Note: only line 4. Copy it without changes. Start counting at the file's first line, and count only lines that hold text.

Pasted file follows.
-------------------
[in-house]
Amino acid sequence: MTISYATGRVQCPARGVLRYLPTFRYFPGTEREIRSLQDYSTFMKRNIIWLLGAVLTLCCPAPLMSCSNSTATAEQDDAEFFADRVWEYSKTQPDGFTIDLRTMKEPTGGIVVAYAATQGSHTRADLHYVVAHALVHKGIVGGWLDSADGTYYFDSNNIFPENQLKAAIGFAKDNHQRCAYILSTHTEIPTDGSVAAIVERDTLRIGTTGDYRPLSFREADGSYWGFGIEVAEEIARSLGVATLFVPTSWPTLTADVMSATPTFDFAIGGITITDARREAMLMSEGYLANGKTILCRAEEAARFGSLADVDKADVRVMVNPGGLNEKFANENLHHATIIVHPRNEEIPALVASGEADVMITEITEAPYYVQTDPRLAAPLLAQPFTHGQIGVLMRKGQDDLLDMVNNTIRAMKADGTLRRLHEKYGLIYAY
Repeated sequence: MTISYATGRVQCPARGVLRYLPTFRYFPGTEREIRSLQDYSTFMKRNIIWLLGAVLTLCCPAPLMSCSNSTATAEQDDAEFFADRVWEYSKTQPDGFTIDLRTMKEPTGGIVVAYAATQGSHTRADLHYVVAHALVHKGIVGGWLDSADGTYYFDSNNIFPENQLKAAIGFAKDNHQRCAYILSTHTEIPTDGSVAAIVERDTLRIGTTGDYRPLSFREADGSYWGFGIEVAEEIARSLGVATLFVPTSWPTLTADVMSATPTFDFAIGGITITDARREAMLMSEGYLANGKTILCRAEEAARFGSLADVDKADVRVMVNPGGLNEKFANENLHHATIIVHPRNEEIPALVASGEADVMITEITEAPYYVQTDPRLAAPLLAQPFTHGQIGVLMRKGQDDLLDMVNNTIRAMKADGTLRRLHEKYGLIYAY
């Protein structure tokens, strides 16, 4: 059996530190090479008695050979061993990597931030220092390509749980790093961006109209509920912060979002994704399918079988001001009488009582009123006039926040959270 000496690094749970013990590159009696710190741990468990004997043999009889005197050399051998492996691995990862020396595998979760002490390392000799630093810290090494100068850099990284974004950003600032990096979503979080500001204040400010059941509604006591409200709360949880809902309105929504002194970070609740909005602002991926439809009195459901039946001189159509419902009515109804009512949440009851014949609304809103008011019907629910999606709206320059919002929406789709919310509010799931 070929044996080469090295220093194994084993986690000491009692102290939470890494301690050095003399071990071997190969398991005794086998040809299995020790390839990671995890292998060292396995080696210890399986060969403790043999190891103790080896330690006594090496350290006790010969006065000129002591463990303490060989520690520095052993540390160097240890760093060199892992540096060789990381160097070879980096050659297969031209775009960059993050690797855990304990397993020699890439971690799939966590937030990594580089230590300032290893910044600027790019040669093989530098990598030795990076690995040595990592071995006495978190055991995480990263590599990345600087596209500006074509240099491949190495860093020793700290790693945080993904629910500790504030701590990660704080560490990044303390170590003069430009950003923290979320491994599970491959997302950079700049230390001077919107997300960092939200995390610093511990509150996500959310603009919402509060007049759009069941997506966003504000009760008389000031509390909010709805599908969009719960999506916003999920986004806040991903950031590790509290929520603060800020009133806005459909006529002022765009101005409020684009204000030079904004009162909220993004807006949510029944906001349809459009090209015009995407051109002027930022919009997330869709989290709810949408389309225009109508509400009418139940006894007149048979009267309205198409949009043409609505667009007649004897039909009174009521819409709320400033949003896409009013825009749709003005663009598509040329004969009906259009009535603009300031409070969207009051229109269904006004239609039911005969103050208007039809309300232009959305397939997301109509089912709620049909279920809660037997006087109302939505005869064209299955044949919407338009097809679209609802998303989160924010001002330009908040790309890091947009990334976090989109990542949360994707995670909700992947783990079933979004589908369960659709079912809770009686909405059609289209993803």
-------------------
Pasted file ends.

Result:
């Protein structure tokens, strides 16, 4: 059996530190090479008695050979061993990597931030220092390509749980790093961006109209509920912060979002994704399918079988001001009488009582009123006039926040959270 000496690094749970013990590159009696710190741990468990004997043999009889005197050399051998492996691995990862020396595998979760002490390392000799630093810290090494100068850099990284974004950003600032990096979503979080500001204040400010059941509604006591409200709360949880809902309105929504002194970070609740909005602002991926439809009195459901039946001189159509419902009515109804009512949440009851014949609304809103008011019907629910999606709206320059919002929406789709919310509010799931 070929044996080469090295220093194994084993986690000491009692102290939470890494301690050095003399071990071997190969398991005794086998040809299995020790390839990671995890292998060292396995080696210890399986060969403790043999190891103790080896330690006594090496350290006790010969006065000129002591463990303490060989520690520095052993540390160097240890760093060199892992540096060789990381160097070879980096050659297969031209775009960059993050690797855990304990397993020699890439971690799939966590937030990594580089230590300032290893910044600027790019040669093989530098990598030795990076690995040595990592071995006495978190055991995480990263590599990345600087596209500006074509240099491949190495860093020793700290790693945080993904629910500790504030701590990660704080560490990044303390170590003069430009950003923290979320491994599970491959997302950079700049230390001077919107997300960092939200995390610093511990509150996500959310603009919402509060007049759009069941997506966003504000009760008389000031509390909010709805599908969009719960999506916003999920986004806040991903950031590790509290929520603060800020009133806005459909006529002022765009101005409020684009204000030079904004009162909220993004807006949510029944906001349809459009090209015009995407051109002027930022919009997330869709989290709810949408389309225009109508509400009418139940006894007149048979009267309205198409949009043409609505667009007649004897039909009174009521819409709320400033949003896409009013825009749709003005663009598509040329004969009906259009009535603009300031409070969207009051229109269904006004239609039911005969103050208007039809309300232009959305397939997301109509089912709620049909279920809660037997006087109302939505005869064209299955044949919407338009097809679209609802998303989160924010001002330009908040790309890091947009990334976090989109990542949360994707995670909700992947783990079933979004589908369960659709079912809770009686909405059609289209993803």